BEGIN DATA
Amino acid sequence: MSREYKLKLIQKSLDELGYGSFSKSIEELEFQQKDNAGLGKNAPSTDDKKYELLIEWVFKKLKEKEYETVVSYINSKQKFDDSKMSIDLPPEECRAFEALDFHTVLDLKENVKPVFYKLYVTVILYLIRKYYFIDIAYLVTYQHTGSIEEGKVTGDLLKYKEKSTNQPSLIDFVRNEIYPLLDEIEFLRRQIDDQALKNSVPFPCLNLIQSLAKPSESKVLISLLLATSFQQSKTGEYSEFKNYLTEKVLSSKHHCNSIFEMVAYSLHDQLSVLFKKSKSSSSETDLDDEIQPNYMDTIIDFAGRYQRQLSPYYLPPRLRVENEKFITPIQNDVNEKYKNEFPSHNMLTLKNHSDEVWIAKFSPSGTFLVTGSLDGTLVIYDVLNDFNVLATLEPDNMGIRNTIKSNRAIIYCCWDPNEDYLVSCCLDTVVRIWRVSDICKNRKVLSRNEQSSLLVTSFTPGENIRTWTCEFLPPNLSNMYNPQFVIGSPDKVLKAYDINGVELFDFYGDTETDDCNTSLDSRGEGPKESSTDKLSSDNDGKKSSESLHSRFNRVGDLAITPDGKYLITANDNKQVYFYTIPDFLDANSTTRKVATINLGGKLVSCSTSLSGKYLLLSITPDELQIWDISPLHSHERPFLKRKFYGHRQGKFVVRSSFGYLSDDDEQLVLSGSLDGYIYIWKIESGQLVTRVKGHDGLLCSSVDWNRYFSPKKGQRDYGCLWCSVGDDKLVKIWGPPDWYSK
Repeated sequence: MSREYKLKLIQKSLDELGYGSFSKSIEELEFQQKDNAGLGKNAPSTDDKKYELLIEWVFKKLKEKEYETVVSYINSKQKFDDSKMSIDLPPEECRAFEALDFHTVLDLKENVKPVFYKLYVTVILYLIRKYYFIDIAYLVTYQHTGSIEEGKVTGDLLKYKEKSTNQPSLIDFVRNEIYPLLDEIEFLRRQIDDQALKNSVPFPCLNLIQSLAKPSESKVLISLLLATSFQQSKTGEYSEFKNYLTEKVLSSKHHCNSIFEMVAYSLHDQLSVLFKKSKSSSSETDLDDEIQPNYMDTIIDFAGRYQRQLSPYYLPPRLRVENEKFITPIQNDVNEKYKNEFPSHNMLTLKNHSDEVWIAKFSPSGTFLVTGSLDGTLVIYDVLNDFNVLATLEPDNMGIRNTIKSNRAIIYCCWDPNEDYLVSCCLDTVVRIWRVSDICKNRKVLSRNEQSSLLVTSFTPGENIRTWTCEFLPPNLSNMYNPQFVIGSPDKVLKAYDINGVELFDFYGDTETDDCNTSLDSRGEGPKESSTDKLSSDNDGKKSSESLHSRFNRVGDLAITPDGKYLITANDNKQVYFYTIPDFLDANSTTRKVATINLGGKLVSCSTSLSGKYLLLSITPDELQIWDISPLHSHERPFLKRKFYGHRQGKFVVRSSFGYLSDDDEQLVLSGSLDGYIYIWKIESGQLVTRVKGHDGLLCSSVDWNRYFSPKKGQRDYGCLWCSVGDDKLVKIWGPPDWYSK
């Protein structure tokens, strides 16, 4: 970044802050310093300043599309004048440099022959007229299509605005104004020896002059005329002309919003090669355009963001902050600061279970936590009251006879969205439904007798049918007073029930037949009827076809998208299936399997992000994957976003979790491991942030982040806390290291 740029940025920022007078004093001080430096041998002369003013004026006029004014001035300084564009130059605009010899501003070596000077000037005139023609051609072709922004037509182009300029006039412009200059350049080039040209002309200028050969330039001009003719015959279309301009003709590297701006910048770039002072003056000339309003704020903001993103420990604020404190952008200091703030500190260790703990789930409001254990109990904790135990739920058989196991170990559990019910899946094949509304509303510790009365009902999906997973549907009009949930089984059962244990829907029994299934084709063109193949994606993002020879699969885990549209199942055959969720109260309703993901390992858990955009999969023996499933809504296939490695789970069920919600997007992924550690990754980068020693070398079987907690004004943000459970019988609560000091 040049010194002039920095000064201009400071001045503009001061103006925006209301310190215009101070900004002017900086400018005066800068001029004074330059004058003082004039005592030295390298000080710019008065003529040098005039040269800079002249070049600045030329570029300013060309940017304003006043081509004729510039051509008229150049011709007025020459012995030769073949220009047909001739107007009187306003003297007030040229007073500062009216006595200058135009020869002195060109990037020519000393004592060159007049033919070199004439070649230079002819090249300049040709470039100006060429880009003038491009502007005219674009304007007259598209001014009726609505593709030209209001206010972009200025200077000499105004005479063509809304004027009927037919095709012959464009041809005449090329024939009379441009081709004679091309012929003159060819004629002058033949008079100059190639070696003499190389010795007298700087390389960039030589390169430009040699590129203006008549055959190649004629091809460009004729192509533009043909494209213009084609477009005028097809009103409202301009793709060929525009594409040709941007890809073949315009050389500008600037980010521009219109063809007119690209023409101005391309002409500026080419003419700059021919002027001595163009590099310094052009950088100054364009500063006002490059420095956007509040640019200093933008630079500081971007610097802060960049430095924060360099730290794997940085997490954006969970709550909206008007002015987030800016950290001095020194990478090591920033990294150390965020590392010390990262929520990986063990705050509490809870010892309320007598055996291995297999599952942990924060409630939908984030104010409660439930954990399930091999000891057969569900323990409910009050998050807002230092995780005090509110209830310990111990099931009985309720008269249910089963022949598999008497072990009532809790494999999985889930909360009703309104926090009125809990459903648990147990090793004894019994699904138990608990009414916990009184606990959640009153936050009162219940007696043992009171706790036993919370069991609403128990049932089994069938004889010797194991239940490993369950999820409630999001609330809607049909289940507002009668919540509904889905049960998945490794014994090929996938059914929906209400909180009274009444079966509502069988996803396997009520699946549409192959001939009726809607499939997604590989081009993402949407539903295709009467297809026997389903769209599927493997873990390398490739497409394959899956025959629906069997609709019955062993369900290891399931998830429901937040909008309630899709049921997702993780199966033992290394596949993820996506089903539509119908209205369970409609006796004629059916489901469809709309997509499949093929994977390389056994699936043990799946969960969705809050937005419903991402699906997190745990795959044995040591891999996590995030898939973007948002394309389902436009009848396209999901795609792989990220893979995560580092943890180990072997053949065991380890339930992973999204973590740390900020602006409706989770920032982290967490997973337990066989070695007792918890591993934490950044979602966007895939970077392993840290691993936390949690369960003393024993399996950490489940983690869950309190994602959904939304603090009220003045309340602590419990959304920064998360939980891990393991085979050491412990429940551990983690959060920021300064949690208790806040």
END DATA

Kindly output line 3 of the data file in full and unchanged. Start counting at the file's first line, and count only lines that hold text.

């Protein structure tokens, strides 16, 4: 970044802050310093300043599309004048440099022959007229299509605005104004020896002059005329002309919003090669355009963001902050600061279970936590009251006879969205439904007798049918007073029930037949009827076809998208299936399997992000994957976003979790491991942030982040806390290291 740029940025920022007078004093001080430096041998002369003013004026006029004014001035300084564009130059605009010899501003070596000077000037005139023609051609072709922004037509182009300029006039412009200059350049080039040209002309200028050969330039001009003719015959279309301009003709590297701006910048770039002072003056000339309003704020903001993103420990604020404190952008200091703030500190260790703990789930409001254990109990904790135990739920058989196991170990559990019910899946094949509304509303510790009365009902999906997973549907009009949930089984059962244990829907029994299934084709063109193949994606993002020879699969885990549209199942055959969720109260309703993901390992858990955009999969023996499933809504296939490695789970069920919600997007992924550690990754980068020693070398079987907690004004943000459970019988609560000091 040049010194002039920095000064201009400071001045503009001061103006925006209301310190215009101070900004002017900086400018005066800068001029004074330059004058003082004039005592030295390298000080710019008065003529040098005039040269800079002249070049600045030329570029300013060309940017304003006043081509004729510039051509008229150049011709007025020459012995030769073949220009047909001739107007009187306003003297007030040229007073500062009216006595200058135009020869002195060109990037020519000393004592060159007049033919070199004439070649230079002819090249300049040709470039100006060429880009003038491009502007005219674009304007007259598209001014009726609505593709030209209001206010972009200025200077000499105004005479063509809304004027009927037919095709012959464009041809005449090329024939009379441009081709004679091309012929003159060819004629002058033949008079100059190639070696003499190389010795007298700087390389960039030589390169430009040699590129203006008549055959190649004629091809460009004729192509533009043909494209213009084609477009005028097809009103409202301009793709060929525009594409040709941007890809073949315009050389500008600037980010521009219109063809007119690209023409101005391309002409500026080419003419700059021919002027001595163009590099310094052009950088100054364009500063006002490059420095956007509040640019200093933008630079500081971007610097802060960049430095924060360099730290794997940085997490954006969970709550909206008007002015987030800016950290001095020194990478090591920033990294150390965020590392010390990262929520990986063990705050509490809870010892309320007598055996291995297999599952942990924060409630939908984030104010409660439930954990399930091999000891057969569900323990409910009050998050807002230092995780005090509110209830310990111990099931009985309720008269249910089963022949598999008497072990009532809790494999999985889930909360009703309104926090009125809990459903648990147990090793004894019994699904138990608990009414916990009184606990959640009153936050009162219940007696043992009171706790036993919370069991609403128990049932089994069938004889010797194991239940490993369950999820409630999001609330809607049909289940507002009668919540509904889905049960998945490794014994090929996938059914929906209400909180009274009444079966509502069988996803396997009520699946549409192959001939009726809607499939997604590989081009993402949407539903295709009467297809026997389903769209599927493997873990390398490739497409394959899956025959629906069997609709019955062993369900290891399931998830429901937040909008309630899709049921997702993780199966033992290394596949993820996506089903539509119908209205369970409609006796004629059916489901469809709309997509499949093929994977390389056994699936043990799946969960969705809050937005419903991402699906997190745990795959044995040591891999996590995030898939973007948002394309389902436009009848396209999901795609792989990220893979995560580092943890180990072997053949065991380890339930992973999204973590740390900020602006409706989770920032982290967490997973337990066989070695007792918890591993934490950044979602966007895939970077392993840290691993936390949690369960003393024993399996950490489940983690869950309190994602959904939304603090009220003045309340602590419990959304920064998360939980891990393991085979050491412990429940551990983690959060920021300064949690208790806040």